ACT No. 213

"SEC. 5. Any person or persons, landlord or landlords, corporation or corporations or their agents, partnership or partnerships or their agents, who intimidate or coerce any employee or laborer or tenant under his or their employ, with the intent of preventing such employee or laborer or tenant from joining any registered legitimate labor organization of his own choosing, or, who dismiss or threaten to dismiss such employee or laborer or tenant from his employment for having joined, or for being a member of, any registered legitimate labor organization, shall be guilty of a felony and shall be punished by imprisonment of not exceeding one year or a fine not exceeding one thousand pesos, or both, at the discretion of the court."cralaw virtua1aw library

Inasmuch as the findings of fact by the Court of Industrial Relations cannot be inquired into by us, and that Court having found that Francisco Serrano was absolutely free from blame, said Court committed no error in denying petitioner herein authority to dismiss him, and ordering the payment of his salary during suspension. At the time the order appealed from was issued, section 19 of Commonwealth Act No. 103 and section 5 of Commonwealth Act No. 213 were in full force and effect. We find that the order of the Court of Industrial Relations was fully warranted by the legal provisions aforementioned. However, these statutory provisions are not only inconsistent with the present circumstances but the Court of Industrial Relations has been abolished. Executive Order No. 1 by the Chairman of the Executive Commission, dated January 30, 1942, which organized the Central Administrative Organs and Judicial Courts, did not reconstitute the Court of Industrial Relations, and no government agency has been created to carry out the functions formerly exercised by that Court. Consequently, the order of that Court which is questioned in this proceeding is effective only until January 30, 1942, when the Court of Industrial Relations ceased to exist.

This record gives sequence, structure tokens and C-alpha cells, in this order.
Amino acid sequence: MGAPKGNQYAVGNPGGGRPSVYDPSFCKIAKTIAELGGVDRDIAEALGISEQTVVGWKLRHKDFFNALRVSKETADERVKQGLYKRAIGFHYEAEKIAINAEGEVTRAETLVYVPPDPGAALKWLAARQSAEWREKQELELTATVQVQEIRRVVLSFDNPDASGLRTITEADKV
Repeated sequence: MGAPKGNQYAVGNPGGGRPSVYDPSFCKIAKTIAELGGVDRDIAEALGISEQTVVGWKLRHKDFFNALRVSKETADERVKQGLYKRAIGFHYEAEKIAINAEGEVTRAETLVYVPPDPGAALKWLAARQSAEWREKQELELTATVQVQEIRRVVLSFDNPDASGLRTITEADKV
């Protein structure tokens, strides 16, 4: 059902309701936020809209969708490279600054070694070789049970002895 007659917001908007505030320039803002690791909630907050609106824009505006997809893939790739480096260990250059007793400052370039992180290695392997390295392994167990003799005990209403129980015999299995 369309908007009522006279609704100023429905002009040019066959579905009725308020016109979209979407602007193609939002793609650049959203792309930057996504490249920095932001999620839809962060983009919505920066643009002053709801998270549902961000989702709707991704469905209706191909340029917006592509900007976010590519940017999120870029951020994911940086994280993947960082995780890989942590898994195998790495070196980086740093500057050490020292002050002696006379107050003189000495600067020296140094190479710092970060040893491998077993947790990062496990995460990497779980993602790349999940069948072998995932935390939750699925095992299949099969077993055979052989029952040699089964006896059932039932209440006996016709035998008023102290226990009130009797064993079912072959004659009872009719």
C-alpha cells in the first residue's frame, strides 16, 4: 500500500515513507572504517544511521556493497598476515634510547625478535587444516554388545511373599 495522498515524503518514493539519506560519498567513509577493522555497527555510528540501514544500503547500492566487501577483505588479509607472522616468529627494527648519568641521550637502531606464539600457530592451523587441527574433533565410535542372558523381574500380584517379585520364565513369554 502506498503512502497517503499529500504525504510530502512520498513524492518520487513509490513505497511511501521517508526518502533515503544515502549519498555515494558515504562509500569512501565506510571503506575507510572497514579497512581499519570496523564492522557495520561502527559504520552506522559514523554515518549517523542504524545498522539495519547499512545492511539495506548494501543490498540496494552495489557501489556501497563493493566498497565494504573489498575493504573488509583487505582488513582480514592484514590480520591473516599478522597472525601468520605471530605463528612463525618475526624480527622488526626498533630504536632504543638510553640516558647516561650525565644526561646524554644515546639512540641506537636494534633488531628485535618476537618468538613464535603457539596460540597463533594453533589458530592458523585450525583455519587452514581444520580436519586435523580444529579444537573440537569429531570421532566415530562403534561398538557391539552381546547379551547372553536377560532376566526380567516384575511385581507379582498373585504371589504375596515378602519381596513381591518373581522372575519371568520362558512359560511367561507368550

Therefore, the order of the Court of Industrial Relations is hereby modified in the sense that the petitioner herein, in pursuance of its own undertaking, must pay the salary of Francisco Serrano during the period of his suspension up to and including January 30, 1942, but that the petitioner herein was not, and is not now, under any obligation to reinstate him after that date. Thus modified, the order appealed from is hereby affirmed, without any findings as to costs.

Yulo, C.J., Moran, Ozaeta and Paras, JJ., concur.

G.R. No. 48346   June 29, 1943 - DESTILERIA AYALA Y CIA., INC. v. LIGA NACIONAL OBRERA DE FILIPINAS, ET AL. <br /><br />074 Phil 232